BROOKE, After E. Adveno (active 1853-1861)
Lower Terrace Garden, Worsley Hall. The Seat of the Right Hnble. The Earl of Ellismere
London: Published by T. McLean, 1857. Hand-coloured lithograph. Image size: 12 x 18 1/2 inches. Sheet size: 14 5/16 x 20 7/8 inches.
A stunning view of the gardens at Worsley Hall in Lancashire, from the "The Gardens of England."
Published in 1857, The Gardens of England is a series of 24 plates with accompanying text depicting the diverse luxuriant gardens of various distinguished English mansions. The mid-nineteenth century was a period during which the traditional aesthetics of garden design underwent a significant change in England, as innovative ideas and concepts were being continually introduced and explored. Brooke's publication embodies the eclectic nature of Victorian garden design and constitutes an important visual survey of the varied styles that were popular among the wealthy and fashionable. Worsley New Hall's formal landscaped gardens were set out in the early 1840s, with further developments over the next 50 years. It included terrace gardens constructed by William Andrews Nesfield, who started work on the gardens in 1846. Six terraces existed by 1857, separated by stone balustrades, and linked with steps and gravel paths. The top two terraces were set out in a Parterre de Broderie style. Little is known about E. Adveno Brooke, other than that he exhibited at the Royal Academy and British Institution between 1853 and 1864 and his most significant publication was The Gardens of England.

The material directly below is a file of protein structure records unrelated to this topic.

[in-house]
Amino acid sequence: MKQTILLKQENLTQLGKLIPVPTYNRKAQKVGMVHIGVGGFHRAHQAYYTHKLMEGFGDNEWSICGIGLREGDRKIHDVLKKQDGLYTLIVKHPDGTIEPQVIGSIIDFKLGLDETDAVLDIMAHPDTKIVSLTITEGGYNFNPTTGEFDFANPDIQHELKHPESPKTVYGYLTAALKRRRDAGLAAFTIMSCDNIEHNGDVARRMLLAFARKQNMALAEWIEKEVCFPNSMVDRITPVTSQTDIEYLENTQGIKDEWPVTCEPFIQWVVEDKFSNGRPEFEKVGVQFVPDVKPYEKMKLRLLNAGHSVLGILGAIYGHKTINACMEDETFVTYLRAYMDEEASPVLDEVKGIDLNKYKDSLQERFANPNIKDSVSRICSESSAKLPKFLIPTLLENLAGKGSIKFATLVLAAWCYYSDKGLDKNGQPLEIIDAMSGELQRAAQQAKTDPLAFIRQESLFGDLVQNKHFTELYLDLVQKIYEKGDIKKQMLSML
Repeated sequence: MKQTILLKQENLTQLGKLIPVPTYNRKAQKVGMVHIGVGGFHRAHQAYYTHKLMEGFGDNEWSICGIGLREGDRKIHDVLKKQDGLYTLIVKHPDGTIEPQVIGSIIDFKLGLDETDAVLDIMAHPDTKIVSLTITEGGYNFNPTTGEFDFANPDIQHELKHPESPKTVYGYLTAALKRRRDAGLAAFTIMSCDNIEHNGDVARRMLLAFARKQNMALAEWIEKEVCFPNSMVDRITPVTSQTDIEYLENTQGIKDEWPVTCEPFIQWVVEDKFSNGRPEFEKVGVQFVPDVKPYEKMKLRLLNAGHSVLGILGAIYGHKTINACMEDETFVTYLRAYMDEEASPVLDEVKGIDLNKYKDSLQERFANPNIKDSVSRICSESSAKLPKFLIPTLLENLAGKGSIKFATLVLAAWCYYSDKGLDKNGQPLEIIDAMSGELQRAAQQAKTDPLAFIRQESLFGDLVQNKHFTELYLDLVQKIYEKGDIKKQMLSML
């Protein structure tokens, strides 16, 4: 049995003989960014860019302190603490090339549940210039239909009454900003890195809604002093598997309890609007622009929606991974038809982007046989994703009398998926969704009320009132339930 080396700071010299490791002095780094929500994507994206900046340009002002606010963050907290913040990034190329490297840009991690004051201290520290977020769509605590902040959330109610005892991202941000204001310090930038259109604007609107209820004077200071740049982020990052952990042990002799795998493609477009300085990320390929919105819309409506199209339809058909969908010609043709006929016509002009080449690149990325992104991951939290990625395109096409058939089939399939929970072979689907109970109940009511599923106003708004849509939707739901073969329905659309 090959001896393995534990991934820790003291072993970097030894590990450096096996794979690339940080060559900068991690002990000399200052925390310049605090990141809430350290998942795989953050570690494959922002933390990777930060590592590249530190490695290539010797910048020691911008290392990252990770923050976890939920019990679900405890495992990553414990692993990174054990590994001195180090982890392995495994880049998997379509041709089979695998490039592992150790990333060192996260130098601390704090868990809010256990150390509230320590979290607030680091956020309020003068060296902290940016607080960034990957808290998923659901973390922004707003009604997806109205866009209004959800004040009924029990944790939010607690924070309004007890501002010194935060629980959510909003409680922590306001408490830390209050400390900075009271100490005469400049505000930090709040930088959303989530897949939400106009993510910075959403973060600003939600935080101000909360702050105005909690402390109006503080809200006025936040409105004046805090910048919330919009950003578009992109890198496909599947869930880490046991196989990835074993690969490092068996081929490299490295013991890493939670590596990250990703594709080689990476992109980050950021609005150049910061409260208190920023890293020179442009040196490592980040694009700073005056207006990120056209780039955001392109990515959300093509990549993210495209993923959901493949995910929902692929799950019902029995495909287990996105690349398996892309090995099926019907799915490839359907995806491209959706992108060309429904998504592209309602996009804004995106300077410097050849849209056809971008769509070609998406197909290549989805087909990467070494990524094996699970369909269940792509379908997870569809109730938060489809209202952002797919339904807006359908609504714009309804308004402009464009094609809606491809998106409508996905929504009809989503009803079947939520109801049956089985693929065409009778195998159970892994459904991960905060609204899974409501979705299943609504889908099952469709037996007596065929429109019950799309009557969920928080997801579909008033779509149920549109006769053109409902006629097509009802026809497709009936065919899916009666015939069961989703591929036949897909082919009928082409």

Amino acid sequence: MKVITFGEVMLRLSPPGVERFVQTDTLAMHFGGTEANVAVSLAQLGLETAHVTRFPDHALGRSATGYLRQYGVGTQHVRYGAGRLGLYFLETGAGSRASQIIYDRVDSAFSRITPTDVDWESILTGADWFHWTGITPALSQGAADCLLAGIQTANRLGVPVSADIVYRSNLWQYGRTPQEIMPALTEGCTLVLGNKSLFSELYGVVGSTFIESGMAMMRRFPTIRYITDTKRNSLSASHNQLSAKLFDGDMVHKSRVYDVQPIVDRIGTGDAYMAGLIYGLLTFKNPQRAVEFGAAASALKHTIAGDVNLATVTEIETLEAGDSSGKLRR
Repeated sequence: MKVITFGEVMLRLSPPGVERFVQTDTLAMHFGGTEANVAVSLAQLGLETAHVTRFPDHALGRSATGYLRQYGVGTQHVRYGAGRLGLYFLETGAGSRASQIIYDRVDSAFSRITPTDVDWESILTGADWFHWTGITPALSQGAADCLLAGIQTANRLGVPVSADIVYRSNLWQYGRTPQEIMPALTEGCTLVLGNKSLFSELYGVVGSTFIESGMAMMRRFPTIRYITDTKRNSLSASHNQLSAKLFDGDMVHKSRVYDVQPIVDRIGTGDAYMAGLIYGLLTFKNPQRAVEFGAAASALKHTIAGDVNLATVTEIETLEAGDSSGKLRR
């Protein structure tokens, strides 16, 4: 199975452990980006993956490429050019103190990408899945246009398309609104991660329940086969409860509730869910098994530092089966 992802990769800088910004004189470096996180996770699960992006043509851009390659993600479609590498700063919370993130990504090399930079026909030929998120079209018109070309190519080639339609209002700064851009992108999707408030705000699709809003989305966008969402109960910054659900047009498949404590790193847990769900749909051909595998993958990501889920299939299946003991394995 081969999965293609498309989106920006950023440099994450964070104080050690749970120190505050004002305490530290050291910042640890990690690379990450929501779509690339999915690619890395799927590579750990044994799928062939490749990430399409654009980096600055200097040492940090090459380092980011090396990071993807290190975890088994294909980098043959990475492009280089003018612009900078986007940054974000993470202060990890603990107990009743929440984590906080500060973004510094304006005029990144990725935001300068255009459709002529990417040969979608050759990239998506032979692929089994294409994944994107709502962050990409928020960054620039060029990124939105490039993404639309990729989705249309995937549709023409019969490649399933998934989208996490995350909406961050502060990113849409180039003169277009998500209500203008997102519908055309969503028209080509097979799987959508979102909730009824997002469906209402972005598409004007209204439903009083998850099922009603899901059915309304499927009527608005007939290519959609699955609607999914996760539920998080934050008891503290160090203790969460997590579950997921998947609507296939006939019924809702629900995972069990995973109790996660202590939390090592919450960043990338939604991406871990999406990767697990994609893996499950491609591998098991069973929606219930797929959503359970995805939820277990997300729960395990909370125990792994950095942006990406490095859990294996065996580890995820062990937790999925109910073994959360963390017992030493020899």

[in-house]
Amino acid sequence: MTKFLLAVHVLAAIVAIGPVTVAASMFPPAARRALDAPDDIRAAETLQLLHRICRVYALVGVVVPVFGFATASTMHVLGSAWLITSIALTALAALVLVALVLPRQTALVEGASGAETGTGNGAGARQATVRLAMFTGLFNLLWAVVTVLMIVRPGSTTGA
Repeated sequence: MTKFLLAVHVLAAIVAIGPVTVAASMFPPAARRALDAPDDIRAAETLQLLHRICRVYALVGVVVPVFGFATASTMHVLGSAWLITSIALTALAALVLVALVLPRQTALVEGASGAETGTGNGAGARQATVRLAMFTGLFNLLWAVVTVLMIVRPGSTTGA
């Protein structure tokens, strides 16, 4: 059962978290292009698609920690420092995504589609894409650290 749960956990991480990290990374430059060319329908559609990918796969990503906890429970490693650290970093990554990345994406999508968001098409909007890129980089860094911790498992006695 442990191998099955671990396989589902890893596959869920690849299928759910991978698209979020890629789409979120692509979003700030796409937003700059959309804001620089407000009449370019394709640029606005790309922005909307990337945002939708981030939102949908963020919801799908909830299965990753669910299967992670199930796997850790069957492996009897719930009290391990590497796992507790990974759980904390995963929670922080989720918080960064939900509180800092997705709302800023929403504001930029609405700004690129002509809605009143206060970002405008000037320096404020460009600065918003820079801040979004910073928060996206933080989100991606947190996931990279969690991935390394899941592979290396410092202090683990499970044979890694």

Cf. Abbey, Scenery of Great Britain and Ireland, 392; cf. Benezit, Dictionnaire Des Peintres, Sculpteurs, Dessinateurs et Graveurs, Vol. 2, p. 842.